The Maersk Essen was sailing from Xiamen, China to Los Angeles when it is reported to have encountered severe weather on 16 January.
Maersk said that all the crew members were safe and the vessel had continued on its voyage and detailed assessment of cargo damage was ongoing.
Marine claims consultancy WK Webster in a report on its website, “It is reported that up to 750 containers may have been lost overboard and it is therefore also very likely that some containers will have collapsed or been damaged in the affected stacks, but remain on board. These containers will need to be removed or repositioned.”
The incident with the Maersk Essen follows the ONE Apus which lost 1,816 containers in the Pacific on 30 November, as well as number of smaller incidents involving the loss of containers in recent months.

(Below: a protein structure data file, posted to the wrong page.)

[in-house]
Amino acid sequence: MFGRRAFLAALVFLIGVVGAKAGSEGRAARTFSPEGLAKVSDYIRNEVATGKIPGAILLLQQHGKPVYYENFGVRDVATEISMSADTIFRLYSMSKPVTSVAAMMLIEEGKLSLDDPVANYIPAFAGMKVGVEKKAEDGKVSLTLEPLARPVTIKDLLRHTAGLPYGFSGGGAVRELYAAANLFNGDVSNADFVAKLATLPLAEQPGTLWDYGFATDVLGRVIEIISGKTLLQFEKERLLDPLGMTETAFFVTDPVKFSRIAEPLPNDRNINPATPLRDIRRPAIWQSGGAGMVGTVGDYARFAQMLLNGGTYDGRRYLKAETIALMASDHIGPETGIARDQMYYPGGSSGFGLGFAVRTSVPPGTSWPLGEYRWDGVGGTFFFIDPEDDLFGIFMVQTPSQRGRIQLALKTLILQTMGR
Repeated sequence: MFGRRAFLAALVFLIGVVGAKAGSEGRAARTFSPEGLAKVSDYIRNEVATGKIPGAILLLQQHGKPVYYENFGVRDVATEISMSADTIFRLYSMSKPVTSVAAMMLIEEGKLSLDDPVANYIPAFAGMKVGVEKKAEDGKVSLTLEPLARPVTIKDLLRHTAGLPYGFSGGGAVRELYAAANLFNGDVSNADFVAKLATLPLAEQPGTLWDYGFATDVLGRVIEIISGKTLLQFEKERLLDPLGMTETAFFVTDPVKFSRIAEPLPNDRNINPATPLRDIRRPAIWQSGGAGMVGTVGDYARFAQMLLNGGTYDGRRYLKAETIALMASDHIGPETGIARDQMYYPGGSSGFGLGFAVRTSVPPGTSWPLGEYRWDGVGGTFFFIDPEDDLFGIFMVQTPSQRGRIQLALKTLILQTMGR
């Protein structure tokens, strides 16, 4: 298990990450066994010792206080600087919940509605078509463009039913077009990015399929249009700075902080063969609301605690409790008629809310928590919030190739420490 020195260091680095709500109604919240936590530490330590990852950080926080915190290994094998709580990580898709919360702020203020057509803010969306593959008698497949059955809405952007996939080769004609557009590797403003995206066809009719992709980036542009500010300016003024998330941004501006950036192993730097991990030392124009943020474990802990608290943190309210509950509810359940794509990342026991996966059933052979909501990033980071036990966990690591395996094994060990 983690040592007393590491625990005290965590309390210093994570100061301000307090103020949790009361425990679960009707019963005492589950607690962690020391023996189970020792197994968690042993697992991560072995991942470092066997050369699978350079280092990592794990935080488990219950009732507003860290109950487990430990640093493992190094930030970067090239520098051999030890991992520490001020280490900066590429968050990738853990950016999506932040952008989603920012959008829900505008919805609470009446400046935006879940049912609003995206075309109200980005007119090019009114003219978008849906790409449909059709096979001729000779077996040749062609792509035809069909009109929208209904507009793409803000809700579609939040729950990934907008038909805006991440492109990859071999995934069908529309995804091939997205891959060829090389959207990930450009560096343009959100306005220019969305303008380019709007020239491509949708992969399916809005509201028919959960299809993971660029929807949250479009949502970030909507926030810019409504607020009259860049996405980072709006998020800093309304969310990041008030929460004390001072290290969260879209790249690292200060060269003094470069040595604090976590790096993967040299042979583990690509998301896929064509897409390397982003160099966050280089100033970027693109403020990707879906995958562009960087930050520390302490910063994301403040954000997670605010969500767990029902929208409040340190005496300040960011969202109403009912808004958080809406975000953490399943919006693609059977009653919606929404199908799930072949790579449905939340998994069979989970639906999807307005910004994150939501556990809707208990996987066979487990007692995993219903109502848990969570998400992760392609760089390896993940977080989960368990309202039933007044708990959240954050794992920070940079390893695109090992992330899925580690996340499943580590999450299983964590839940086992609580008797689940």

The loss of containers has been put in sharp focus and come at a time when vessels are loaded to the maximum given huge surge in growth of shipments in the second half of the year.
SeaIntelligence Consulting founder Lars Jensen commented in a LinkedIn post, “Is this a fluke twice in a row – or a sign that we might actually have a structural problem with stowage when vessels are consistently filled to brim?”
A number of P&I insurers are running webinars in relation to safe stowage of containers.
The numbers of containers lost overboard in both 2020 and now 2021 are set to exceed the average of 1,382 containers were lost per year between 2008 and 2019 according to the World Shipping Council.